Ernest Callenbach(1929~2012)/ writer, film critic, environmentalist

<Ecotopia> (1975) – Utopian novel by Ernest Callenbach

Twenty years have passed since Northern California, Oregan, and Washington secedes from the United States to create a new nation, Ecotopia. Rumors abound of barbaric war games, tree worship, revolutionary politics, sexual extravagance. Now, this mysterious country admits its first American visitor: investigative  reporter Will Weston, whose dispatches alternate between shock and admiration. But Ecotopia gradually unravels everything Weston knows about government and human nature itself, forcing him to choose between two competing view of civilization.

‘Epistle to the Ecotopians'(2012) – by Ernest Callenbach

(Since was published in 1975, it has inspired readers throught the world with its vision of an ecologically and socially sustainable future. In the 40th anniversary edition, Ernest Callenbach wrote his last essay ‘Epistle(letter) to the Ecotopians’ just before his death. Below is some excerpt.)

To all brothers and sisters who hold the dream in their hearts of a future world in which humans and all other beings live in harmony and mutual support-a world of sustainability, stability, and confidence. A world something like the one I described, so long ago, in and .

As I survey my life, which is coming near its end, I want to set down a few thoughts that might be useful to those coming after. How will those who survive manage it? What can we teach our friends, our children, our communities? I contemplate these questions in the full consciousness of my own morality. Let us begin with last things first, for a change. The analysis will come later, for those who wish it.

HOPE. Children exude hope, even under the most terrible conditions, and that must inspire us as our conditions get worse. Hopeful patients recover better. Hopeful test candidates score better.Hopeful parents produce secure and resilient children. We cannot know what threats we will face. But ingenuity against adversity is one of our species’ built-in resources.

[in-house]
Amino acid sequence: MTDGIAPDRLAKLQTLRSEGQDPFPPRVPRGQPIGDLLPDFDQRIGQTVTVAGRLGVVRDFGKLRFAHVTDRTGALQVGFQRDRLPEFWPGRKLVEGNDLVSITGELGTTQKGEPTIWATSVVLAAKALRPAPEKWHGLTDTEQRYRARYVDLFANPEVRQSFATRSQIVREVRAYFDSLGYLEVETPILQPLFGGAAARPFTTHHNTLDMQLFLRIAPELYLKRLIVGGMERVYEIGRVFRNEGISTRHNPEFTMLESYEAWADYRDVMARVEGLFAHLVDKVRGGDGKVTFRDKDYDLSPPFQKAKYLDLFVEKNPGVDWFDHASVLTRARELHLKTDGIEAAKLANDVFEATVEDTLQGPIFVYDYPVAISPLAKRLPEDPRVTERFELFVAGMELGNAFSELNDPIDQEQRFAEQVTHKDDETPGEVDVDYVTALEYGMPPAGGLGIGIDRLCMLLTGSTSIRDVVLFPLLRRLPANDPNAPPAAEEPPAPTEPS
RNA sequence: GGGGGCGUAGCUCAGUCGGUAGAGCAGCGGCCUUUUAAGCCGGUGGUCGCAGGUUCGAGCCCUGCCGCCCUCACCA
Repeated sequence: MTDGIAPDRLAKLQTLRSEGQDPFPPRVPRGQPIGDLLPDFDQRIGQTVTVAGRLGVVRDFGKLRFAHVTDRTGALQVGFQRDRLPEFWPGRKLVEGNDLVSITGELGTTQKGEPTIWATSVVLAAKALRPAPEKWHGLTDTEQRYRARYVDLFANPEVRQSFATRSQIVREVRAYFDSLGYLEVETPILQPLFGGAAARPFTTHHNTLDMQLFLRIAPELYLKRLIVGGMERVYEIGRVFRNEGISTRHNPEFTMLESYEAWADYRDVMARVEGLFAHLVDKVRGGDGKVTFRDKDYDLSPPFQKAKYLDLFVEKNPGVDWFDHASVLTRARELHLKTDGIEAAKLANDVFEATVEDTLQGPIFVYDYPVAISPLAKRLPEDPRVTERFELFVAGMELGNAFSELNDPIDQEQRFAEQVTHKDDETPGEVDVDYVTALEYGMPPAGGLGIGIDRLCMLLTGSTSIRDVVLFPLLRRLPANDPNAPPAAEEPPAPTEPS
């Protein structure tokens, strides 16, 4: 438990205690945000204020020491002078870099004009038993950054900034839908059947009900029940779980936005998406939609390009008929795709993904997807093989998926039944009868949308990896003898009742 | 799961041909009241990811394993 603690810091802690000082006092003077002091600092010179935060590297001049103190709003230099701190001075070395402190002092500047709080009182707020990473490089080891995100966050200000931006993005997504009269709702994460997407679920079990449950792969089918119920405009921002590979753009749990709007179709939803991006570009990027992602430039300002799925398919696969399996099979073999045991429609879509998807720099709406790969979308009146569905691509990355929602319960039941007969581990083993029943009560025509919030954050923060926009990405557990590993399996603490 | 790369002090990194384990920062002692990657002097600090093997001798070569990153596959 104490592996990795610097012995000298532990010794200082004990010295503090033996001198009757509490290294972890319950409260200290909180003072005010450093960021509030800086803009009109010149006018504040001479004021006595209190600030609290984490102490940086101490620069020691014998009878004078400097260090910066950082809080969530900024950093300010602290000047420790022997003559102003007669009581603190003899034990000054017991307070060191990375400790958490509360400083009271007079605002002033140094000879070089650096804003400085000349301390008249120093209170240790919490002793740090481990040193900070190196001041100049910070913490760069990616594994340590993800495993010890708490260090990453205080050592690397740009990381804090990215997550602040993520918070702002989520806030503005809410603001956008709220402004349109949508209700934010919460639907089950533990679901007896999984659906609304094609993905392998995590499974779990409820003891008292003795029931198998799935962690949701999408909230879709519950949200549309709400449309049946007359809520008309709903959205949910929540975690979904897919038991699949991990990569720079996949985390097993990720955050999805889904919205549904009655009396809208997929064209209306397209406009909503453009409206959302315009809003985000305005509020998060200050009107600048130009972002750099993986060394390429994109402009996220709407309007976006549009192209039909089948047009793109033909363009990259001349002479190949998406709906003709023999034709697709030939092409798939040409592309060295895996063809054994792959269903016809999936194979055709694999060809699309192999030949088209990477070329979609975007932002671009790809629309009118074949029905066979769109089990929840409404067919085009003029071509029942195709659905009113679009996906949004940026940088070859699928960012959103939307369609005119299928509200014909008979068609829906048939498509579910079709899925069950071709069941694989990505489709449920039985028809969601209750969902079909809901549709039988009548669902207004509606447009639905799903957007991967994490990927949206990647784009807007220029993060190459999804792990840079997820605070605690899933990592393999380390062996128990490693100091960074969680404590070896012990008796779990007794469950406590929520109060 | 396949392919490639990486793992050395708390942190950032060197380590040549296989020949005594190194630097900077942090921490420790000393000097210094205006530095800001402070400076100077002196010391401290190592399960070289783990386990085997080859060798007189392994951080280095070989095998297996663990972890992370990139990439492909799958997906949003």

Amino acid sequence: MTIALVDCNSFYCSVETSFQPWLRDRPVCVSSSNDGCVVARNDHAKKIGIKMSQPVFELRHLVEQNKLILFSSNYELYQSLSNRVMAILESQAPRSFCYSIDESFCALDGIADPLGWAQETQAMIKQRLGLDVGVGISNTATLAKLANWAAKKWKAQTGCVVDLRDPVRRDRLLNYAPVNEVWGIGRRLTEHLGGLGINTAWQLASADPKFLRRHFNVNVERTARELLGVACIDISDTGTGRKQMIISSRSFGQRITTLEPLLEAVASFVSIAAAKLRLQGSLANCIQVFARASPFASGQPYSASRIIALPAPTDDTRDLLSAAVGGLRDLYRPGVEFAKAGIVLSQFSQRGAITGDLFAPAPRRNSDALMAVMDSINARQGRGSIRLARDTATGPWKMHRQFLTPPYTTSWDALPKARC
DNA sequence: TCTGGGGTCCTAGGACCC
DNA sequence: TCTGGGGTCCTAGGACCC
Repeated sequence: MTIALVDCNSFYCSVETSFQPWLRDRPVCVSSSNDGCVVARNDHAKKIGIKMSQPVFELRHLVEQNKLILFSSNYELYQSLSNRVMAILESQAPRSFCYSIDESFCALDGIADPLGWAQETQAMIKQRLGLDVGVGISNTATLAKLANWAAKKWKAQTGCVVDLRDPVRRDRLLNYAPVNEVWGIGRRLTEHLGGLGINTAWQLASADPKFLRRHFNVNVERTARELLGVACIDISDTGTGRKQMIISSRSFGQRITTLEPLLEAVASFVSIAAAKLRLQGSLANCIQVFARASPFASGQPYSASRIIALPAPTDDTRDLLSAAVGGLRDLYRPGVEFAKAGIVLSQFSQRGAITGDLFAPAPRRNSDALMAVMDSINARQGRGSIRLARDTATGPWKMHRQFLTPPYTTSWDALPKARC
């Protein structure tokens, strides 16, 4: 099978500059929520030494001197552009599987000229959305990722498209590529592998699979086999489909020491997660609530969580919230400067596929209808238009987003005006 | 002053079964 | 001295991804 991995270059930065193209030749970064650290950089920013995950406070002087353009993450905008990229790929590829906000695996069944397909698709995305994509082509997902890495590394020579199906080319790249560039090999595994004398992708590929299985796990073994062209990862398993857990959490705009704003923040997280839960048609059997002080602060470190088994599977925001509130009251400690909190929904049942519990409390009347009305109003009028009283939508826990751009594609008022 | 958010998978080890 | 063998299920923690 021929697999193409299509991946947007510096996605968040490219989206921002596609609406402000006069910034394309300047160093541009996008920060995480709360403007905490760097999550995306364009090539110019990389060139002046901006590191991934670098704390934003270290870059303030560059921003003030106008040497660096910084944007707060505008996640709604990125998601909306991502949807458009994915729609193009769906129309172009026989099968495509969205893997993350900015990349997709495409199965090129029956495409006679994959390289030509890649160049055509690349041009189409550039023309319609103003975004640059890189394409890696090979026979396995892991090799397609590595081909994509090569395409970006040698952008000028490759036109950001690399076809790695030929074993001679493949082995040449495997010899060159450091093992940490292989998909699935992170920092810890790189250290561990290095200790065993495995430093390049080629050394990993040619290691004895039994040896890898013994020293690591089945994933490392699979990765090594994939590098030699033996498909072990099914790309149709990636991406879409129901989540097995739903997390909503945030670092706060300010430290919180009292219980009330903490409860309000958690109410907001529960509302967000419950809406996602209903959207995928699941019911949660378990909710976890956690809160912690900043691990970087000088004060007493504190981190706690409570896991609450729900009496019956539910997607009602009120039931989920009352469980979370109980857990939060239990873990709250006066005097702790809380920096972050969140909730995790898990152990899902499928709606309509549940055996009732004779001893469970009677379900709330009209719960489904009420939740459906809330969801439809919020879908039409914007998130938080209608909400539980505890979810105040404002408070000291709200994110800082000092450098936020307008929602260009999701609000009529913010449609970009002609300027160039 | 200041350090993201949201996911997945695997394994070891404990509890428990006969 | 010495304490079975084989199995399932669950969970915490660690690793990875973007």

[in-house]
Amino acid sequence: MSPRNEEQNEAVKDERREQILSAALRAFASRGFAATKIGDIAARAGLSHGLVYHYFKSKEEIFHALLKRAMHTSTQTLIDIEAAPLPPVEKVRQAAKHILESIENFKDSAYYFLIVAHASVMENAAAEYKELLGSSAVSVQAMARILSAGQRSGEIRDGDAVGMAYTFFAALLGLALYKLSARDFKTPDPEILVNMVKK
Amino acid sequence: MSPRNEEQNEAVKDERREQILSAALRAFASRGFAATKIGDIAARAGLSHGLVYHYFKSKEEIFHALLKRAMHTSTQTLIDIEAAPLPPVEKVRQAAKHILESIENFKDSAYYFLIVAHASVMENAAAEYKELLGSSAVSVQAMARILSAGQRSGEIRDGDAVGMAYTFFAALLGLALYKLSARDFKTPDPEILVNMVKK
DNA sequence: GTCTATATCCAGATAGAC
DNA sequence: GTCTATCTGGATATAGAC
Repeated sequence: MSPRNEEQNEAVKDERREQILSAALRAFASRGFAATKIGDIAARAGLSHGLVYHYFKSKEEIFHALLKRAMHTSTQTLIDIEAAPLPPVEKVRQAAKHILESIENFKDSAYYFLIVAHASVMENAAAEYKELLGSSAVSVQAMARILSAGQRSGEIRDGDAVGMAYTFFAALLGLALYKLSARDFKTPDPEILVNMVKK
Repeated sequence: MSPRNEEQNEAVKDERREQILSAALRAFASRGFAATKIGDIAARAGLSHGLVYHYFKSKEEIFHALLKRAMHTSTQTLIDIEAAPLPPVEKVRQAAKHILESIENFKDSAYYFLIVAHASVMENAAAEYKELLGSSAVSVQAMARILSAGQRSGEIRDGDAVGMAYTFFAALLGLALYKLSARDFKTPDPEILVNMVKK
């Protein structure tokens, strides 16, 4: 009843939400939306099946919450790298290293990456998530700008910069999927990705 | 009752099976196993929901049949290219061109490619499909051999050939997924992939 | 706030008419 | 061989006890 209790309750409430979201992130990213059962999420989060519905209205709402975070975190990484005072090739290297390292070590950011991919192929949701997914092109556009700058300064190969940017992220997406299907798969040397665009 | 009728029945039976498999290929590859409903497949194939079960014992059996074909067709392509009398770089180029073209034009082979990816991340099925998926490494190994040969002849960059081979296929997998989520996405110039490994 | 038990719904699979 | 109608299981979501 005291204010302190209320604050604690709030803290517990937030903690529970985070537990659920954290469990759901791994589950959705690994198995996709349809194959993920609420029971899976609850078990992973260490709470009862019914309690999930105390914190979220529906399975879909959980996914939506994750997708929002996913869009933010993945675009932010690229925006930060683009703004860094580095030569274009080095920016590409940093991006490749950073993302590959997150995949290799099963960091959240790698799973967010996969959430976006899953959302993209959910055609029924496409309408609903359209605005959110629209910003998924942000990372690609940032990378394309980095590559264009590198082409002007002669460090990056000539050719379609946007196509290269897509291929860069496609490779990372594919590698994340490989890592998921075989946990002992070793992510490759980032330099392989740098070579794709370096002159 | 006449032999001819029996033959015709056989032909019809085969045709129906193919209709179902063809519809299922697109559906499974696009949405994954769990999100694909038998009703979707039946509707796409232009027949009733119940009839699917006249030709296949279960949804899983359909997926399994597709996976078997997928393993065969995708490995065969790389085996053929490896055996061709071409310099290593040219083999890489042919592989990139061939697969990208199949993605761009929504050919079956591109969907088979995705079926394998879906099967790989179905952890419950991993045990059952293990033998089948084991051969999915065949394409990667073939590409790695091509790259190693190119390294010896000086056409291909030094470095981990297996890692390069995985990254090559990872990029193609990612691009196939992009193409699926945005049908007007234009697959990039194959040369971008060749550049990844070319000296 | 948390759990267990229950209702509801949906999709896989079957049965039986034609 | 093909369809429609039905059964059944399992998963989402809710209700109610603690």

MUTUAL SUPPORT. The people who do best at basic survival tasks are cooperative, good at teamwork, often altruistic, mindful of the common good. In drastic emergencies like hurricanes or earthquakes, people surprises us by their sacrifices-of food, of shelter, even sometimes life itself. Those who survive social or economic collapse, or wars, or pandemics, or starvation, will be those who manage scarce resources fairly. We need to help each other, and our children learn to be cooperative rather than competitive.

PRACTICAL SKILLS. When I was a boy in the country, all of us knew how to build a tree house, or construct a small hut, or raise chickens, or grow beans, or screw pipes together to deliver water. We all need to learn how we would keep the rudiments of life going if there are no paid specialists around, or means to pay them. Take care of each other is one practical step at a time, most of them requiring help from at least one other person; survival is a team sport.

ORGANIZE. Our shared and usually unspoken assumptions is hyper-individualistic. We like to imagine that heroes are solitary, have superpowers, and glory in violence. We have an uneasy and doubting attitude about government, as if we all reserve the right to be outlaws. But of course human society, like ecological webs, is a complex dance of mutual support and restraint. We will have to know how to organize groups, how to compromise with other groups, how to argue in public for our positions. Thinking together is enormously creative; it has huge survival value.

LEARN TO LIVE WITH CONTRADICTIONS. While the dark times may continue for generations, in time new growth and regeneration will begin. In the biological process called, “succession” a desolate, disturbed area is gradually, by a predictable sequence of returning plants, restored to ecological continuity and durability. When old institutions and habits break down or consume themselves, new experimental shoots begin to appear, and people explore and test and share new and better ways to survive together.

is a novel, and secession is its dominant metaphor; how would a relatively rational part of the country save itself ecologically if it was on its own? The ‘ecology in one country’ argument was an echo of an actual early Soviet argument as to whether ‘socialism in one country’ was possible. In both cases, it now seems to me, the answer must be no. We are fatally interconnected, in climate change, ocean impoverishment, agricultural soil loss. etc., etc., etc. So I look to a long-term process of ‘succession’, as the biological concept has it, where ‘disturbances’ kill off an ecosystem. but little by little new plants colonize the devastated area, prepare the soil for larger and more complex plants, and finally the process achieves a flourishing, resilient, complex state-not necessarily what was there before, but durable and richly productive. In a similar way, experiments under way now, all over the world, are exploring how sustainability can in fact be achieved locally. Technically, socially, economically-since it is quite true that everything is connected to everything else, and you can never just do one thing by itself.